The body of a French woman who died 400 years ago reveals that she used "braces" with gold wires

Scientists have discovered a strange trick of a French aristocrat whose body was found nearly 400 years after her death. She used gold wire to prevent her teeth from falling out.

The body of Anne Delegre, who died in 1619, was found during an archaeological excavation at the Château de Laval in northwestern France, mummified in a lead coffin, her skeleton and teeth in remarkably good condition.

A team of archaeologists and dentists determined that Delegre was suffering from a gum disease that led to her receding teeth.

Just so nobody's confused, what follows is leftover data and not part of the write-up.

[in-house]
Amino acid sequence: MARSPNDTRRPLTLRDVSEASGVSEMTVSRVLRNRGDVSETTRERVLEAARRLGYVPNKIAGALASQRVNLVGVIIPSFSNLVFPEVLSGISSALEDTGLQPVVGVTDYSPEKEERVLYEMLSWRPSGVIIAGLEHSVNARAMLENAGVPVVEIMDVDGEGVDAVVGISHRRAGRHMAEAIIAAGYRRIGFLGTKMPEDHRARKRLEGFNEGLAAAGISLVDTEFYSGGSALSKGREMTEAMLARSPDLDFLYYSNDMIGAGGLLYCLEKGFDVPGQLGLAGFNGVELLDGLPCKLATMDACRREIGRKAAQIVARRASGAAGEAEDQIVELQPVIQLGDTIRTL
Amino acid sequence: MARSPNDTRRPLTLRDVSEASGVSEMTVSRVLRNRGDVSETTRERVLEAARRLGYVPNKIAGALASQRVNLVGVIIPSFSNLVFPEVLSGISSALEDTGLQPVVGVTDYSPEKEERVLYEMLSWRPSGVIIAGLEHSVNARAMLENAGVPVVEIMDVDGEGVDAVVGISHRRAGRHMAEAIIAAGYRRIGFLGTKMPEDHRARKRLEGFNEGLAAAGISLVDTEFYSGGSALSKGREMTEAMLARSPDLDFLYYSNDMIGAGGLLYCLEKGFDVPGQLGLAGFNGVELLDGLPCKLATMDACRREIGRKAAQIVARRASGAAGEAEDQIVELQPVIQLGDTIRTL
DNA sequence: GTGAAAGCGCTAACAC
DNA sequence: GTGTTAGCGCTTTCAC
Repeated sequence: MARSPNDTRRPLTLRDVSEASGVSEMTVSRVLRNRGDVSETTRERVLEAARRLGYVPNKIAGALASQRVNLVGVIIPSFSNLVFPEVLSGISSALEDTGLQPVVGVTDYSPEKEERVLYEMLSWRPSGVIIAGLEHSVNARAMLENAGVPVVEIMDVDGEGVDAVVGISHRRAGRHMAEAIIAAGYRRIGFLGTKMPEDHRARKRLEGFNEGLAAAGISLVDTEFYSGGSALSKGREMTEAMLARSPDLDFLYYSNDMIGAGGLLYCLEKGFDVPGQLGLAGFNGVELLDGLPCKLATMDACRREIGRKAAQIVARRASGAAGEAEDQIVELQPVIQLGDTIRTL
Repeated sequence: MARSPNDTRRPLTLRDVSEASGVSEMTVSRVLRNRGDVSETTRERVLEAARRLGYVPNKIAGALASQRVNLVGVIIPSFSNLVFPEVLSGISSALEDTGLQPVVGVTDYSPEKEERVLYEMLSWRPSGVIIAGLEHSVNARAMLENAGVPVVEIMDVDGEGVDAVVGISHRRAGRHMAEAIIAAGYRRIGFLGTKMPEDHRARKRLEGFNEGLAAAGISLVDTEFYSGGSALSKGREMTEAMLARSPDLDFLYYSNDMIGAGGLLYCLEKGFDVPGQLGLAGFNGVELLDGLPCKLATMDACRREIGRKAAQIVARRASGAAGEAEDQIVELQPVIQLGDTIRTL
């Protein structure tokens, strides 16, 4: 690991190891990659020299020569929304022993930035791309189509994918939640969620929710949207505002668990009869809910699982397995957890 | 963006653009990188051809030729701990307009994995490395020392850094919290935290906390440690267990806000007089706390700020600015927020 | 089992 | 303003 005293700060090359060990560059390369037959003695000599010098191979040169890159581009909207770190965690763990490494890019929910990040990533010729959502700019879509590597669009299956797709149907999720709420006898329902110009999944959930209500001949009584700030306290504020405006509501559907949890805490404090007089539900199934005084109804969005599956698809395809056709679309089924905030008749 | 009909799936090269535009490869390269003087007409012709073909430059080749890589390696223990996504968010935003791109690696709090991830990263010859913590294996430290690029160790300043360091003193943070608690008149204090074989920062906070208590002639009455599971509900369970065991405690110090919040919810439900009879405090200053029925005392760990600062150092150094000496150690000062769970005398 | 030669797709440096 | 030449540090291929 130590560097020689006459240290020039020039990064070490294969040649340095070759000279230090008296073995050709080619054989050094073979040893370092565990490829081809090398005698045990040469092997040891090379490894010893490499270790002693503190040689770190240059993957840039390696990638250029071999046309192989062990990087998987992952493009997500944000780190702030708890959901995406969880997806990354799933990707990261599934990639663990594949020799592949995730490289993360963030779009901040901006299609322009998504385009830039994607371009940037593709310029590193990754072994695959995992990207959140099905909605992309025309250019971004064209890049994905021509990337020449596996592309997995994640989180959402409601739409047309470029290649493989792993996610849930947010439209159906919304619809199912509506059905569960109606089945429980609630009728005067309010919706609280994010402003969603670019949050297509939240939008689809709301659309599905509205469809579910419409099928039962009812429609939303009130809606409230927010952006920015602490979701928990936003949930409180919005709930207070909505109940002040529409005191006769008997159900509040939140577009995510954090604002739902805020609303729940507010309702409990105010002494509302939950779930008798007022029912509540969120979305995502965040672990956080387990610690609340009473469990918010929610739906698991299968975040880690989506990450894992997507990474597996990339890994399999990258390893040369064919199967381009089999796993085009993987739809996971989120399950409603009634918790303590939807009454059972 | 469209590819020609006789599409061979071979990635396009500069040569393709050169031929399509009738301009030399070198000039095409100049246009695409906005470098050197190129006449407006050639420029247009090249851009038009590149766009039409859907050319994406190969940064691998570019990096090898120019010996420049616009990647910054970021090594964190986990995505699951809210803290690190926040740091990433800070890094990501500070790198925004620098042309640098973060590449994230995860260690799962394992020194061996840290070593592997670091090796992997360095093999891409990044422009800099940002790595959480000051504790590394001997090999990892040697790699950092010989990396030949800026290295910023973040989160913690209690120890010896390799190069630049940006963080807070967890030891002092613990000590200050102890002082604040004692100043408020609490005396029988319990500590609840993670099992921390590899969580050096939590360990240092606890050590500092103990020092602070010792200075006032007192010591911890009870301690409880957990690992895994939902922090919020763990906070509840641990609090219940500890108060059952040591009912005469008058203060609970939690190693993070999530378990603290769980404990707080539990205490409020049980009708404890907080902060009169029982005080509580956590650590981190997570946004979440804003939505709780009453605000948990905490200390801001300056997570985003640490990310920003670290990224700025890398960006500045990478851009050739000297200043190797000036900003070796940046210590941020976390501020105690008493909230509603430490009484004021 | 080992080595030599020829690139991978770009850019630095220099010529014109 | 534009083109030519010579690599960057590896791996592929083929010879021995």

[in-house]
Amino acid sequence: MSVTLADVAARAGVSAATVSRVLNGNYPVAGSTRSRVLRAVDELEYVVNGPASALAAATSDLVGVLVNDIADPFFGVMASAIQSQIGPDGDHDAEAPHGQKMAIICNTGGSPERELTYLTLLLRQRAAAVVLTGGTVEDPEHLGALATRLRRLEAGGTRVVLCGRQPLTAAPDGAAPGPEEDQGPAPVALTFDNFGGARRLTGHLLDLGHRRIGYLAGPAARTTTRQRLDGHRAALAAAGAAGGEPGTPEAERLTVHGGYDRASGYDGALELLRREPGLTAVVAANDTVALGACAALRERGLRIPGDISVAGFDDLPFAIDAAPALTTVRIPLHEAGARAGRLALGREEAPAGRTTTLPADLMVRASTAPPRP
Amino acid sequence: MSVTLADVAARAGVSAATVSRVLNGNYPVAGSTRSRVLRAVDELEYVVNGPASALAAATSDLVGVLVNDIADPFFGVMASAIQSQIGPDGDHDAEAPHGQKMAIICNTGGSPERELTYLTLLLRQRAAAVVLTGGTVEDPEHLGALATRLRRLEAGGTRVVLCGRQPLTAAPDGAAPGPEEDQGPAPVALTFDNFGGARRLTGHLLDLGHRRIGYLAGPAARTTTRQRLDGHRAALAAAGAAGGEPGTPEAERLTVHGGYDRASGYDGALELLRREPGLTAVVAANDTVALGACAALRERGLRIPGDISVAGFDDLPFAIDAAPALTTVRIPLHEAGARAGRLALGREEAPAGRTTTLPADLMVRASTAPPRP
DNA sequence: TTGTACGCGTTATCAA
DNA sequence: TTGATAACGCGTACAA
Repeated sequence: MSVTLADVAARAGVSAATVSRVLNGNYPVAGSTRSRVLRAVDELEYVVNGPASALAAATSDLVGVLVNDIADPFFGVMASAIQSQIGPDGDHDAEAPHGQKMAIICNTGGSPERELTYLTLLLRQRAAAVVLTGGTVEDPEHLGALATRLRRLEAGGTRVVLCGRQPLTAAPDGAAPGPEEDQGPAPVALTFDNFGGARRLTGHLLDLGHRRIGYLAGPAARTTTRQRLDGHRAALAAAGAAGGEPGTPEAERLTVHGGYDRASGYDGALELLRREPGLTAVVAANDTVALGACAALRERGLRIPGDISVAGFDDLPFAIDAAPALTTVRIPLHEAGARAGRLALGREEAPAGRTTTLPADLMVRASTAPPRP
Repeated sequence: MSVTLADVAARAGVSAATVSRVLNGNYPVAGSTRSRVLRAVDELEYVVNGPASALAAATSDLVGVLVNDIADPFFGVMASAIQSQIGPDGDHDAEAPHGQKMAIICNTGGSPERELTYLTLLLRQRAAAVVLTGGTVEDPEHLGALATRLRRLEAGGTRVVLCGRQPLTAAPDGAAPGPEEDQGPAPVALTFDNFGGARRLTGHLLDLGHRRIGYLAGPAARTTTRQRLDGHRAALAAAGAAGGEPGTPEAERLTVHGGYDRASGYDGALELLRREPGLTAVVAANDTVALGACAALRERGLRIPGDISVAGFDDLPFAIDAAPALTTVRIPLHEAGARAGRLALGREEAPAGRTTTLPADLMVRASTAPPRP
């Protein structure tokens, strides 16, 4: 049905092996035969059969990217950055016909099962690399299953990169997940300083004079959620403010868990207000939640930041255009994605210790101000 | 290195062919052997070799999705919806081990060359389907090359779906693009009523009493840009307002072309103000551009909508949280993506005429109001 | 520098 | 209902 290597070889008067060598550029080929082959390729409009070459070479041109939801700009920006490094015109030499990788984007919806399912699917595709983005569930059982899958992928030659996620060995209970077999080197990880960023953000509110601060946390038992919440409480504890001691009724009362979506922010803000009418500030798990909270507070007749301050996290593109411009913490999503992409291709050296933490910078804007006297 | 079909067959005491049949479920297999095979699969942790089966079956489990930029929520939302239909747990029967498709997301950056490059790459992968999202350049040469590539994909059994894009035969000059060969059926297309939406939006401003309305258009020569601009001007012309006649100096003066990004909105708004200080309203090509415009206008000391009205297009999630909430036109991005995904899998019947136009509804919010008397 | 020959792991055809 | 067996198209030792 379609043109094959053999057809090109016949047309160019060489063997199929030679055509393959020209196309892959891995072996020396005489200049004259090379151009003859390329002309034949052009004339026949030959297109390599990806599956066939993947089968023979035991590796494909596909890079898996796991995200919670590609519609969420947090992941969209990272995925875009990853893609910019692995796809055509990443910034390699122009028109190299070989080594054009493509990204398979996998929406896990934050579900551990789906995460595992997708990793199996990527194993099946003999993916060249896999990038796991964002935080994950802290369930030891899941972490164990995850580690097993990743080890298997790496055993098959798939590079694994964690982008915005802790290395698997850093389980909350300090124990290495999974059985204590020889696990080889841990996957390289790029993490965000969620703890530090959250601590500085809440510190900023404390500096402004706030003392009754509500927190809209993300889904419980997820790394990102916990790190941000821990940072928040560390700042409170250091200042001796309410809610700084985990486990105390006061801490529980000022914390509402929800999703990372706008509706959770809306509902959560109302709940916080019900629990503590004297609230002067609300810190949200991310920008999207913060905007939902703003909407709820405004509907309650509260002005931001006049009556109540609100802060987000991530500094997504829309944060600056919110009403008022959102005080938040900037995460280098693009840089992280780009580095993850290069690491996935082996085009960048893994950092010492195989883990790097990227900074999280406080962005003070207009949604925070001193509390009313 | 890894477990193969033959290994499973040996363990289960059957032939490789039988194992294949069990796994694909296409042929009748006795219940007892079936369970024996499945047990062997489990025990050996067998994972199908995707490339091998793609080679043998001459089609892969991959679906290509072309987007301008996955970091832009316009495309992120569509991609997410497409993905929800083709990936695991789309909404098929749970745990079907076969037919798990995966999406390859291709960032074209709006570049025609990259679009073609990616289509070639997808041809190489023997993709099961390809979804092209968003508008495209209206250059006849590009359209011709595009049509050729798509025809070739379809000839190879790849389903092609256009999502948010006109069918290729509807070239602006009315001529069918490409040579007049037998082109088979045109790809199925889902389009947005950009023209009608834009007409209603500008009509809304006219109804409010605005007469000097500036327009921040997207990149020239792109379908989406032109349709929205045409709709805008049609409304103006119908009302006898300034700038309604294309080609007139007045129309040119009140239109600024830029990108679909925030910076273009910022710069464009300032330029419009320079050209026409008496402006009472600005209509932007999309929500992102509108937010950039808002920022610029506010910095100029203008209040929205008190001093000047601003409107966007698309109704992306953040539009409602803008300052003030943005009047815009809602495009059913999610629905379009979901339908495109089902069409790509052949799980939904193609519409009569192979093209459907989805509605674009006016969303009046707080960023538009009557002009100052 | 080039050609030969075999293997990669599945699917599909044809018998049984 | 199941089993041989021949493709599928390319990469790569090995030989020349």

And according to “Sky News Arabia,” an X-ray scan showed that the gold wire was used to hold and tighten many of her teeth, Delegre.

The researchers also discovered that she also had an artificial tooth made from elephant ivory and not from the hippopotamus, which was common at the time.

The researchers said that the gold wires needed repeated tension over the years, which further destabilized the adjacent teeth.

And there was tremendous pressure on aristocratic women at a time when appearance was seen as linked to value and rank in society.

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